But of course the question is completely unfair. It’s a question all addicts and other people who are vulnerable ask: Who am I in ten years, in five years, tomorrow? Well… who we are in ten years is someone with ten more years worth of experiences from being alive. Ten more years of learning how to cope and deal with the shit which, otherwise, would overwhelm us.

But when I look forward, especially after a day like I just had, I still see me. I don’t see anyone too different than the person I recognize now in the mirror. I hate that I resent my cousins for the largess poured on them by our grandparents. For the laptops they received, where I had to walk the ten miles to their condo to help my grandfather with his computer because I couldn’t afford bus fare both ways. For their rent occasionally paid by our grandparents while I ate at a soup kitchen.

I wrote something a while back about how the manic depression is relatively easy to fix… but once it’s out of the way it’s the clinical depressions it was hiding, they’re the hard stuff. It’s the primary cause of relapse in addicts. They get their vision back, realize just how fucked everything is and they climb back into the pipe or the bottle.

Well looking forward I see a guy with diabetes, no family of his own… who can’t even afford an entire set of cutlery, sitting down with a cousin with a brand new Masters degree asking me how my fucking day went.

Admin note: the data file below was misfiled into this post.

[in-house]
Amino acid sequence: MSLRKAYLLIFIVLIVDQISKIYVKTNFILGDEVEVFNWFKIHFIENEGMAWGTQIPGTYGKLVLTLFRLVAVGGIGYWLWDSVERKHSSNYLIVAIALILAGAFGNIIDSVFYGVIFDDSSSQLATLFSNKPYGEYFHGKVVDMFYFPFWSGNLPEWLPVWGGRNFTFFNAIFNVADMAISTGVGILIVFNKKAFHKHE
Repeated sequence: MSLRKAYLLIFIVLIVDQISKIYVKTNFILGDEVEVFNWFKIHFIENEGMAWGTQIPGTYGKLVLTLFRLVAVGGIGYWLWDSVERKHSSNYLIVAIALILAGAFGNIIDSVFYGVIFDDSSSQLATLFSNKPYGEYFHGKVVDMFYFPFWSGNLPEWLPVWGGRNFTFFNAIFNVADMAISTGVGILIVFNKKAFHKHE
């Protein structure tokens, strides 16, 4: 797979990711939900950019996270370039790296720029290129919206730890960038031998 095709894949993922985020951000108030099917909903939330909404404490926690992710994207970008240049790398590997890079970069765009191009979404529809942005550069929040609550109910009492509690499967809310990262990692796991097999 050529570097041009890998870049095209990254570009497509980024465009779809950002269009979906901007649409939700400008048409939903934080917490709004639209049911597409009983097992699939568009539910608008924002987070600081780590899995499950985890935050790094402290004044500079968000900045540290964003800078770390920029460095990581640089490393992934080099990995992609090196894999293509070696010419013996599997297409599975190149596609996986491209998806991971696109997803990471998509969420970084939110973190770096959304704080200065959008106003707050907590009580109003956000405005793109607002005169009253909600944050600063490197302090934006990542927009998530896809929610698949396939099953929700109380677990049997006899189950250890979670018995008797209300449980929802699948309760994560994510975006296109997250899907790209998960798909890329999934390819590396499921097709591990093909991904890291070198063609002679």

About Gabriel...

...diagnosed with manic depression when I was nineteen, for the next 14-years I lived without treatment or a recovery plan. I've been homeless, one time I graduated college, I've won awards for reporting on Internet privacy issues, and a weekly humour column. In 2002 I finally hit bottom and found help. It's now 2022, and I have an 8-year old son, and a 12-year old son... I’m usually about six feet tall, and I'm pretty sure I screwed up my book deal. I mostly blog at
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10 Responses to Living Off The Avails Part Four Days Like This Keep Piling Up

  1. darkentries says:

    The diabetes is hardly surprising considering the amount of sugary beverages you have consumed in your life.
    Everything else. Well.
    What can one say?